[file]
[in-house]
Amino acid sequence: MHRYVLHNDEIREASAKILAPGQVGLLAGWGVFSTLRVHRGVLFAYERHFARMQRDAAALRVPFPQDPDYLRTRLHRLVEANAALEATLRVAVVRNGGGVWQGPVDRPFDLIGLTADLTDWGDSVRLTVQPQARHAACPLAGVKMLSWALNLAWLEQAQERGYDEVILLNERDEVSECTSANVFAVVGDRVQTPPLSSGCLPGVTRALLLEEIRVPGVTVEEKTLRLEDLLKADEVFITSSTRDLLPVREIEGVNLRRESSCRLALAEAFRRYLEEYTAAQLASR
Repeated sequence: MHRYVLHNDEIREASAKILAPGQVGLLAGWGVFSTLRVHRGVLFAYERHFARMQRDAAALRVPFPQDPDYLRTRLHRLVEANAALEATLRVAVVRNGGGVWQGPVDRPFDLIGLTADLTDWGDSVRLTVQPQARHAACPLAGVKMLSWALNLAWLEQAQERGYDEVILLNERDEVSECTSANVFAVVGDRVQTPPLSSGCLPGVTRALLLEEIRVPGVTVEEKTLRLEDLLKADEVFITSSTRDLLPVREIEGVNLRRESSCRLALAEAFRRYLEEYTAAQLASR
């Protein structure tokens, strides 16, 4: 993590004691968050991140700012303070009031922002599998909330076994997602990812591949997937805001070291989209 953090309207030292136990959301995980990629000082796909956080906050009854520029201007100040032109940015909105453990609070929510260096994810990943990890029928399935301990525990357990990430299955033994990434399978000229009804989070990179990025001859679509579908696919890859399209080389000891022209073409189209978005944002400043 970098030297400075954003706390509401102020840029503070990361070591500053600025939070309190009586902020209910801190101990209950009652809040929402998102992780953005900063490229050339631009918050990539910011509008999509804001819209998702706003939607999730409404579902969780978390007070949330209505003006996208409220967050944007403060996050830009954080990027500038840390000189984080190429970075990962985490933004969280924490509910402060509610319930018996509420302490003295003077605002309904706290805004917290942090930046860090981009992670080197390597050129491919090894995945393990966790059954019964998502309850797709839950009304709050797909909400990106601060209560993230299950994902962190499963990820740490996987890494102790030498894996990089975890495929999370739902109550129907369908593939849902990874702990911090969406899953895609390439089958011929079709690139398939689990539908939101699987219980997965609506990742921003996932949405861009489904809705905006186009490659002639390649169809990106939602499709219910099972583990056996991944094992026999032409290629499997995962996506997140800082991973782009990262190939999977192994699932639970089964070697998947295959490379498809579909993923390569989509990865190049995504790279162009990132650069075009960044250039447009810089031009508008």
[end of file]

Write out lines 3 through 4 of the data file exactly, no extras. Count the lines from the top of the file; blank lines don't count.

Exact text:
Repeated sequence: MHRYVLHNDEIREASAKILAPGQVGLLAGWGVFSTLRVHRGVLFAYERHFARMQRDAAALRVPFPQDPDYLRTRLHRLVEANAALEATLRVAVVRNGGGVWQGPVDRPFDLIGLTADLTDWGDSVRLTVQPQARHAACPLAGVKMLSWALNLAWLEQAQERGYDEVILLNERDEVSECTSANVFAVVGDRVQTPPLSSGCLPGVTRALLLEEIRVPGVTVEEKTLRLEDLLKADEVFITSSTRDLLPVREIEGVNLRRESSCRLALAEAFRRYLEEYTAAQLASR
């Protein structure tokens, strides 16, 4: 993590004691968050991140700012303070009031922002599998909330076994997602990812591949997937805001070291989209 953090309207030292136990959301995980990629000082796909956080906050009854520029201007100040032109940015909105453990609070929510260096994810990943990890029928399935301990525990357990990430299955033994990434399978000229009804989070990179990025001859679509579908696919890859399209080389000891022209073409189209978005944002400043 970098030297400075954003706390509401102020840029503070990361070591500053600025939070309190009586902020209910801190101990209950009652809040929402998102992780953005900063490229050339631009918050990539910011509008999509804001819209998702706003939607999730409404579902969780978390007070949330209505003006996208409220967050944007403060996050830009954080990027500038840390000189984080190429970075990962985490933004969280924490509910402060509610319930018996509420302490003295003077605002309904706290805004917290942090930046860090981009992670080197390597050129491919090894995945393990966790059954019964998502309850797709839950009304709050797909909400990106601060209560993230299950994902962190499963990820740490996987890494102790030498894996990089975890495929999370739902109550129907369908593939849902990874702990911090969406899953895609390439089958011929079709690139398939689990539908939101699987219980997965609506990742921003996932949405861009489904809705905006186009490659002639390649169809990106939602499709219910099972583990056996991944094992026999032409290629499997995962996506997140800082991973782009990262190939999977192994699932639970089964070697998947295959490379498809579909993923390569989509990865190049995504790279162009990132650069075009960044250039447009810089031009508008």